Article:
This fresh issue of shares by Jio Platforms helped kill many birds with one stone. RIL got repaid a chunk of its OCPS, thus reducing its own net-debt position significantly. The redemption of OCPS held by RIL is essentially repayment of funds earlier infused by RIL into Jio Platforms, and will not attract tax. Jio Platforms could retain a portion of the funds for its own purposes. Since it was Jio Platforms that issued the shares, RIL will not have to pay tax on the stake sale. Jio Platforms, too, would not have to pay tax though it issued shares at a tidy premium — that’s because the pricing of the shares took into account their fair value based on the report of an independent valuer. Even if the shares’ sale price was higher than the fair value, the tax law provides concessions if the buyer is a non-resident investor. In case the shares are issued at a price which is higher than the fair value, then the amount in excess of the issue price over the fair value, is deemed to be income in the hands of the issuing company per Section 56(2)(viib) of the Income Tax Act. However, this provision is not applicable when shares are issued to non-residents (this would include foreign institutional investors and strategic foreign investors). As such, when shares are issued by the company to non-residents investors, there is no tax liability for the issuing company on this account.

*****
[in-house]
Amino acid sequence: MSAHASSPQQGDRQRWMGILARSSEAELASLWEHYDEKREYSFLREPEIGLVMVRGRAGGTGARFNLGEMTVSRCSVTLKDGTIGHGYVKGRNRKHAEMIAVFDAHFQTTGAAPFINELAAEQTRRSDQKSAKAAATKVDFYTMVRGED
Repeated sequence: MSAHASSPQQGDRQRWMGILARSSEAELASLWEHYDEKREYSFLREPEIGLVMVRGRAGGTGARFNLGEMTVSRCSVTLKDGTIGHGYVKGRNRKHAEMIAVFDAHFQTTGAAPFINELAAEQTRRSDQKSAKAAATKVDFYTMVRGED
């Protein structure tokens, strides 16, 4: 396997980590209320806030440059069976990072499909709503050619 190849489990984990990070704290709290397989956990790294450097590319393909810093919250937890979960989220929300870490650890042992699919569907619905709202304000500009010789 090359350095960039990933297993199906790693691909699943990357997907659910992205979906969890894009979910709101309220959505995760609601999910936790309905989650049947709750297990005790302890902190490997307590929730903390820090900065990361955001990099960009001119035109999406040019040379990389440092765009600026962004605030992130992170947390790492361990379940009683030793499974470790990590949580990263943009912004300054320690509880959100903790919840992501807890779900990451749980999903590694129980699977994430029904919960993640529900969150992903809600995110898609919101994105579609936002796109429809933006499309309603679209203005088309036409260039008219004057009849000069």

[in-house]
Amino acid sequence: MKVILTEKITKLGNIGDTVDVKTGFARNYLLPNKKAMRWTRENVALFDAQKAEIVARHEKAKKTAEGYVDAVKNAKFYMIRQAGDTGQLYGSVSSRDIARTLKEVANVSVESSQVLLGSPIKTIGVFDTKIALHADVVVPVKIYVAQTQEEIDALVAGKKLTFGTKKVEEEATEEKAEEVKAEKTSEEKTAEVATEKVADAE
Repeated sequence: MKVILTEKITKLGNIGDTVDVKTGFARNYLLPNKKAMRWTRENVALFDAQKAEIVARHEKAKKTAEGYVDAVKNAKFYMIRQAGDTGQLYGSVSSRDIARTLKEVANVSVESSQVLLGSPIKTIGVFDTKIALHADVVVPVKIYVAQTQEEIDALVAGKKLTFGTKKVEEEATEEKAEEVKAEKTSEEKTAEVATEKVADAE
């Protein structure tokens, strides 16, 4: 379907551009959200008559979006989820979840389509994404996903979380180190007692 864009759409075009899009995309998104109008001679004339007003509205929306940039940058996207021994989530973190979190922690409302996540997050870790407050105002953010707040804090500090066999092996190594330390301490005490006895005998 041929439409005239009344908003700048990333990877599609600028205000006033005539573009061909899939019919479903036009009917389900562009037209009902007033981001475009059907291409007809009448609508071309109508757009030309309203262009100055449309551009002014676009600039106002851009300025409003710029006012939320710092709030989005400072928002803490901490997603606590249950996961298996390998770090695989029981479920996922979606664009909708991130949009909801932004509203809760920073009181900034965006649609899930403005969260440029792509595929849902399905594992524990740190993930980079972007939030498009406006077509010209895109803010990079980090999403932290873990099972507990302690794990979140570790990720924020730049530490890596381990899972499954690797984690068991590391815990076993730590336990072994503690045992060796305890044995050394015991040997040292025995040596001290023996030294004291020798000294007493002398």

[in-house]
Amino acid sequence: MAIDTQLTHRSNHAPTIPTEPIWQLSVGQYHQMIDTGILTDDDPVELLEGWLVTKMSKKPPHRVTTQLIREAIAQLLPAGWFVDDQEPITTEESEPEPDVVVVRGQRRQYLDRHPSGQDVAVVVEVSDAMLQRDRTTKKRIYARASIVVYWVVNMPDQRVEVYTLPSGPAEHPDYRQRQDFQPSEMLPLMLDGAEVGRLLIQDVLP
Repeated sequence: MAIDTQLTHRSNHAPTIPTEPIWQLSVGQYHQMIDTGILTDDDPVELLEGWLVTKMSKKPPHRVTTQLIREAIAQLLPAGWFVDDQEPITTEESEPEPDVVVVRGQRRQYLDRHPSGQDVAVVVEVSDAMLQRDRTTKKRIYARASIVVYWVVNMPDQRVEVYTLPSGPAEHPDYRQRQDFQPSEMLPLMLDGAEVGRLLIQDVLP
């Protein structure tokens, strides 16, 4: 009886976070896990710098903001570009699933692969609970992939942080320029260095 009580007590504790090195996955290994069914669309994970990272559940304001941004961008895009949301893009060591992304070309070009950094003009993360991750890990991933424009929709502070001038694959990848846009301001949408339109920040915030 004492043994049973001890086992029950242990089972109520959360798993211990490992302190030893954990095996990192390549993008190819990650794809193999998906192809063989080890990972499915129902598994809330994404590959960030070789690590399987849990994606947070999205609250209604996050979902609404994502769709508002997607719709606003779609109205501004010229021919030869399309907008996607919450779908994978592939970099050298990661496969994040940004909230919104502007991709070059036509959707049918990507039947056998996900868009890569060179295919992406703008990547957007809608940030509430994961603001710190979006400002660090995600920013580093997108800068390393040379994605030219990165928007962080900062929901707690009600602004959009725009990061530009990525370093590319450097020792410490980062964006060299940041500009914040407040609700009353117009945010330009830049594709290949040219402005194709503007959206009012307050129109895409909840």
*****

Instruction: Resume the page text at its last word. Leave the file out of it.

No dilution of investor stakes
But when fresh shares were issued to new investors, how did the shareholding of the earlier investors not get diluted? This is where a specific provision in Jio Platform’s altered Articles of Association (AOA) comes in: “No dilution of any shareholder (other than RIL or any of its permitted transferees) shall occur as a result of any permitted share transaction (after taking into account the redemption and/or conversion of any OCPS in connection with such permitted share transaction).”

In the amended AOA, permitted share transactions comprise ‘incremental equity financings’ and ‘conversion share sales’. The former refers to fresh issue of shares to new investors while the latter refers to shares issued to new investors by conversion of OCPS held by RIL. Jio Platforms seems to have opted for ‘incremental equity financings’.

The start-up model
Also, Jio Platforms seems to have opted for a fund-raising model adopted by many start-ups that raise capital from a series of investors within a time window. In this model, a company agrees with investors that a particular number of shares, eventually representing a certain percentage of the fully diluted share capital, will be allotted to them at the end of the fund-raise from multiple investors. Also, adjustments, if necessary, are made to the capital structure to maintain the agreed shareholding of investors.